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Coolant Doesn’t Last Forever

The condition of the coolant can be checked periodically with test strips that change color in response to chemical changes in the coolant.



Most late-model vehicles specify a certain type of coolant. Most of these are long-life coolants are good for up to five years or 100,000 miles of service. Such coolants use proprietary OAT (organic acid technology) additives to protect the engine and cooling system against rust and corrosion.

The condition of the coolant can be checked periodically with test strips that change color in response to chemical changes in the coolant.

The color of the test strip tells you if the coolant is still good, borderline or needs to be replaced. Or, the coolant can simply be changed at the recommended service interval for preventive maintenance. Either way, the coolant eventually needs to be changed because it doesn’t last forever.


What type of replacement coolant should you recommend? The different coolant types, colors and specifications have created a lot of confusion among motorists as to which type of coolant they should use. The best advice here is to recommend a coolant that meets OEM specifications and is compatible with the type of coolant that is already in the vehicle.

“Universal” coolants that are compatible with all makes/all models can be used in any late-model application. But for customers who want an exact replacement coolant, there are products that are the same or equivalent to the OEM coolants, too.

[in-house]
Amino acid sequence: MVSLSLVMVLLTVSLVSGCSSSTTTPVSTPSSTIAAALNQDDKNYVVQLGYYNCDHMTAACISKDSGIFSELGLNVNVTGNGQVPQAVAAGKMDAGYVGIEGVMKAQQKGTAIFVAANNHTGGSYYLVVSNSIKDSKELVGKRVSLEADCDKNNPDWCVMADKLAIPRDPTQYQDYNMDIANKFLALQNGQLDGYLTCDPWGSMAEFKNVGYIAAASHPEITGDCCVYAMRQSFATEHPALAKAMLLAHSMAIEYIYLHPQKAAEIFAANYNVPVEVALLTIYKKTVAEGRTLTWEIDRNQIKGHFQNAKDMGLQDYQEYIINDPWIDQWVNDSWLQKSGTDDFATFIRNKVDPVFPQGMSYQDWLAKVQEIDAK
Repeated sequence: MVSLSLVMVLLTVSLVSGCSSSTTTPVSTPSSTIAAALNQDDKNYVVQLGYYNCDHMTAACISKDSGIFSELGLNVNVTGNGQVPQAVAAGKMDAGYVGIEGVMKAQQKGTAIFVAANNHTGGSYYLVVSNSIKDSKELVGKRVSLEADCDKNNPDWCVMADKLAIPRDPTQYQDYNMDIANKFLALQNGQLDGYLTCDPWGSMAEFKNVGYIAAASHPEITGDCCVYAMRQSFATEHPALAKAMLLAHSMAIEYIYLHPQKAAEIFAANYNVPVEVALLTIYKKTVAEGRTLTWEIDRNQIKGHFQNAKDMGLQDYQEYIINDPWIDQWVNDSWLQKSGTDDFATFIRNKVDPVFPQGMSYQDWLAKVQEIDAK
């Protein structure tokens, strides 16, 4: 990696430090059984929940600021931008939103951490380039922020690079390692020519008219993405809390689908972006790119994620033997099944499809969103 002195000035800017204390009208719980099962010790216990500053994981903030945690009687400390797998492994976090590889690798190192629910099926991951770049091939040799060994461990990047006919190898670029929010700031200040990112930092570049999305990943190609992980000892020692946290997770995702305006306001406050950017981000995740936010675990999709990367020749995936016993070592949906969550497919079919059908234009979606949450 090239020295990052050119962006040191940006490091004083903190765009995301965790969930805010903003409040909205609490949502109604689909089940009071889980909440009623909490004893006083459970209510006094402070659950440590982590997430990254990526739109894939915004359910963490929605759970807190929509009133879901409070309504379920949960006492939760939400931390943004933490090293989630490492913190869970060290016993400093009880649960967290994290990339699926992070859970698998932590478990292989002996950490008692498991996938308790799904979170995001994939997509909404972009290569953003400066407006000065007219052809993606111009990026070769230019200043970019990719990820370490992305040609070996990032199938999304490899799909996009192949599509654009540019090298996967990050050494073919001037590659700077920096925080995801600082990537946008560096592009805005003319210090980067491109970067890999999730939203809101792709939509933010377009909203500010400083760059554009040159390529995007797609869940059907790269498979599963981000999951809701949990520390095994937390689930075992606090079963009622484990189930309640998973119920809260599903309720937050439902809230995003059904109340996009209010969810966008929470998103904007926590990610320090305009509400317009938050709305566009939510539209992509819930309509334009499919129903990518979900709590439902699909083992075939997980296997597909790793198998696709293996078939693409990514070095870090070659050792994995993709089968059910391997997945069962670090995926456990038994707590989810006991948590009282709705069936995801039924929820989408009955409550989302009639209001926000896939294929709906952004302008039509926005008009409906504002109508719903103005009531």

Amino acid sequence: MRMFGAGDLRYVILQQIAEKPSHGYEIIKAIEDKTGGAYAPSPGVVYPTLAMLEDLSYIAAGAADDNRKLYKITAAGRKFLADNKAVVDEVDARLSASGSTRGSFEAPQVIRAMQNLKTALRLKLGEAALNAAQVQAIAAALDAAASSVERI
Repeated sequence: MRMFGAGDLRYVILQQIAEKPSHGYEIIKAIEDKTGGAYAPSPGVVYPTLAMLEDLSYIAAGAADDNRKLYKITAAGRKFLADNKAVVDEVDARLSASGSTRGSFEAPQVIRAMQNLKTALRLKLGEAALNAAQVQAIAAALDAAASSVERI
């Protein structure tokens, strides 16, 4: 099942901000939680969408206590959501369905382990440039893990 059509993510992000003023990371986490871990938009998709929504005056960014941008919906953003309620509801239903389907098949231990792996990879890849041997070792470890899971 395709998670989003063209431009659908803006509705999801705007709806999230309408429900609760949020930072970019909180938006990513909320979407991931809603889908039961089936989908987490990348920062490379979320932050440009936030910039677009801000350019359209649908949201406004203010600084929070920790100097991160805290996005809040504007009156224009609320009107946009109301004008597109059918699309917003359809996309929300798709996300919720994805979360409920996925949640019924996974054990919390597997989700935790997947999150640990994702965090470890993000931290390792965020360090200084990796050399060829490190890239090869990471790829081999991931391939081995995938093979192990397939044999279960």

General Motors has specified Dex-Cool orange antifreeze that meets GM spec 6277M since 1996. Chrysler has specified a Hybrid Organic Acid Technology (HOAT) formula coolant (also called “G05” coolant) that meets their MS9769 specification since 2001. Ford changed over to HOAT coolants in 2002, and requires a coolant that meets their WSS-M97B51-A1 spec. On some newer Ford trucks, however, they have switched over to an orange OAT coolant similar to Dex-Cool.


The Asian and European car makes also have their own coolant specifications and colors. Some aftermarket coolant suppliers now offer one formula for Asian cars and a different formula for European cars.

For 1980s and older domestic cars and trucks with copper/brass radiators, the traditional “green” formula coolant is still a good choice. The traditional green formula coolant has fast-acting corrosion inhibitors, but also a much shorter service life (typically 2 to 3 years or 30,000 miles). The green formula coolant is typically less expensive than the long-life coolants, but is not recommended for newer vehicles that require an OAT or OAT hybrid coolant.


All of these coolants use ethylene glycol as the main ingredient. When mixed in equal parts with water (50/50 mix), ethylene glycol provides freezing protection down to -34 degrees F, and boilover protection up to 265 degrees in a 15 PSI system.

Premixed (50/50) coolant is the easiest for consumers to use because it provides the correct balance of antifreeze and water. It also eliminates the potential for contaminating the cooling system with dissolved salts and minerals that are in ordinary tap water.

Customers who are changing their coolant may also need a chemical cleaner to flush their cooling system if the old coolant is full of rust or sediment, a cooling system sealer if the radiator, heater core or head gaskets are leaking coolant and a new thermostat if the engine has overheated (overheating often damages the thermostat). They may also need new radiator and heater hoses (and clamps), too.

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